I am a lawyer. This is English law, so does not apply elsewhere. It is not advice and should not be relied on without consultation with a solicitor on your own circumstances.
At law, there is usually nothing wrong with bidding on your own auction provided that you make it clear in the auction conditions that your right to bid on your own item is reserved. The right is specifically reserved in land transactions by the Sale of Land by Auction Act 1867, but is of general application.
In this case though, there cannot be a reservation because it is against the auctioneer's rules to bid on your own item. In that case, as mentioned above, the Fraud Act comes into play. For what it's worth it would have been unlawful at common law prior to the Fraud Act coming into force, but that's not relevant to this situation. Section 1(1) provides that "A person is guilty of fraud if he is in breach of any of the sections listed in subsection (2)." Section 2(1) states "A person is in breach of this section if he—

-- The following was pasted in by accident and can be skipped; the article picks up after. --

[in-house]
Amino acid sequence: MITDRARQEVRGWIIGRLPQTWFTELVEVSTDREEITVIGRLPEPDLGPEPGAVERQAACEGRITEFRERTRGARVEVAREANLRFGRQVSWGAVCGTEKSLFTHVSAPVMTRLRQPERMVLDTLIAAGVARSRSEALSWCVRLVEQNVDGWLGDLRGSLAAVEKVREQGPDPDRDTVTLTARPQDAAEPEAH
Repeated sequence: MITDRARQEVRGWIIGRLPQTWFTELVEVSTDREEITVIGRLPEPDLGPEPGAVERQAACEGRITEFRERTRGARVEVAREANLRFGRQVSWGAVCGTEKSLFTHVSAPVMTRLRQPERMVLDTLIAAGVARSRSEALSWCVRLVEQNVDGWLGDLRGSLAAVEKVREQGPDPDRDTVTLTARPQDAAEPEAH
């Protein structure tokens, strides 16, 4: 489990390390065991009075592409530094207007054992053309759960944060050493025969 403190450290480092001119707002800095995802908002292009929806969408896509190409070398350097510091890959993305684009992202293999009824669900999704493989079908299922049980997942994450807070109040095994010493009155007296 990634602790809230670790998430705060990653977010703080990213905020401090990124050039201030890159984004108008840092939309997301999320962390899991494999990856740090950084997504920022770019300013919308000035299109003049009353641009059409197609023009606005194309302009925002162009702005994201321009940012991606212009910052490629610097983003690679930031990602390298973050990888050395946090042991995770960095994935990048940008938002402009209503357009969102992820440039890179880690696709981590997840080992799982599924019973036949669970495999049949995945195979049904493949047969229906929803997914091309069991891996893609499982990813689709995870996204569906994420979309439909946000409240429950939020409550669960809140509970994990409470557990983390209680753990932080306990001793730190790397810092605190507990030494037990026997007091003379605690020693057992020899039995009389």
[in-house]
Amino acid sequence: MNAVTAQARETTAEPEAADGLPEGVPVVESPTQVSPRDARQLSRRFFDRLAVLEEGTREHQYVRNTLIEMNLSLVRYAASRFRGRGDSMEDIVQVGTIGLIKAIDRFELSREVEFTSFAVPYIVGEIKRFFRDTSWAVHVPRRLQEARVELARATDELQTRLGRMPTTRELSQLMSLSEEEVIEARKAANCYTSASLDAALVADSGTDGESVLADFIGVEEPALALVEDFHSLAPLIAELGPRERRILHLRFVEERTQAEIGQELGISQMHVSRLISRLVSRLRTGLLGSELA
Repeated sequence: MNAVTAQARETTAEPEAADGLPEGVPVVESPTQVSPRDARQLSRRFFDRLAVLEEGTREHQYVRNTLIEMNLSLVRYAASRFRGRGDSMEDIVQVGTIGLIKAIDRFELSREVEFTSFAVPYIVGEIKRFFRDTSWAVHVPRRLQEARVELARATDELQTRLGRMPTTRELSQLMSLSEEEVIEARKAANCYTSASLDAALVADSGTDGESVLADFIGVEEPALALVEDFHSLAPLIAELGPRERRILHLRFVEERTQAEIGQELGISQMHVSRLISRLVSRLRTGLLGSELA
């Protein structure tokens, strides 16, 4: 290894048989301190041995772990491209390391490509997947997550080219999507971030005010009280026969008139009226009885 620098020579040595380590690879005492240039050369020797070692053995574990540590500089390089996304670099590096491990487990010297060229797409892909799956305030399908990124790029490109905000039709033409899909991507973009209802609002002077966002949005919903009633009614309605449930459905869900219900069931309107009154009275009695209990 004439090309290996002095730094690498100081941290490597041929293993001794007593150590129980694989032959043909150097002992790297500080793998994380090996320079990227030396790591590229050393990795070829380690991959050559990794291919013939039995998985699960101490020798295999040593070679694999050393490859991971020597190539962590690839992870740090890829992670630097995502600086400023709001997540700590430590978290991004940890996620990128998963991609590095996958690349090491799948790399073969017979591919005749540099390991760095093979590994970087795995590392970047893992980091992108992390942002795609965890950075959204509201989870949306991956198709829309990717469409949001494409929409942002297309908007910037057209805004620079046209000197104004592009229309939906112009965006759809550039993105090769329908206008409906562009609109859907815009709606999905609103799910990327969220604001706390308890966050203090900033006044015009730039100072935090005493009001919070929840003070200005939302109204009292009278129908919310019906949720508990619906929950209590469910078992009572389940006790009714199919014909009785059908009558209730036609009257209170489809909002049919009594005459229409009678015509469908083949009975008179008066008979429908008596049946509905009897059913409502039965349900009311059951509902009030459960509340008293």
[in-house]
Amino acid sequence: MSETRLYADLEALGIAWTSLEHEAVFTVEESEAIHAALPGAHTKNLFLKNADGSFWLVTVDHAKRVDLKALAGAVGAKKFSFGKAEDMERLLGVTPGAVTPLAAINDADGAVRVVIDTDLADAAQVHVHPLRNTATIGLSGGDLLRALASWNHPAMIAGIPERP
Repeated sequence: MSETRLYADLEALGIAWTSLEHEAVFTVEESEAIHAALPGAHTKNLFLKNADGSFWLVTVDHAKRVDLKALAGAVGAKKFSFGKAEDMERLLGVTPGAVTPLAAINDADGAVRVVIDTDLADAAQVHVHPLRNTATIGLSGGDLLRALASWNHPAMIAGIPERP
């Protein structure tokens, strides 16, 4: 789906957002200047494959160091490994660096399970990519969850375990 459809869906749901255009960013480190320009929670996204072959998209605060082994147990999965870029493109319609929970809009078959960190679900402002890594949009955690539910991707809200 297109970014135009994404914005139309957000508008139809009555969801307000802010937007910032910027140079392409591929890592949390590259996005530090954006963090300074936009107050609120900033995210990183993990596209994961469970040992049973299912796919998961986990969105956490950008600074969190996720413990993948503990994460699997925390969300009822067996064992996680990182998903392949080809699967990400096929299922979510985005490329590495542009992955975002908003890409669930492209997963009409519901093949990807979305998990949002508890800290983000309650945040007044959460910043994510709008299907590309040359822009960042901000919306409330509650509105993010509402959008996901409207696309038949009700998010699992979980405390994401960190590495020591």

(a)dishonestly makes a false representation, and
(b)intends, by making the representation—
(i)to make a gain for himself or another, or
(ii)to cause loss to another or to expose another to a risk of loss."
A bid is a representation to the auctioneer and to other bidders, and therefore the bid is a fraud under the Act. There are other ways that this behaviour could be fraudulent too.
As for making offers on property in writing and getting written acceptance, that can amount to a contract, but I would not advise any buyer to do this. At the time of the offer, there will usually have been no investigation of title, or searches to ensure that the property is one you relly want to buy. So you might find that you are contractually bound to buy a property with subsidence, next to a planned 6 lane motorway and the seller doesn't have absolute title to the land.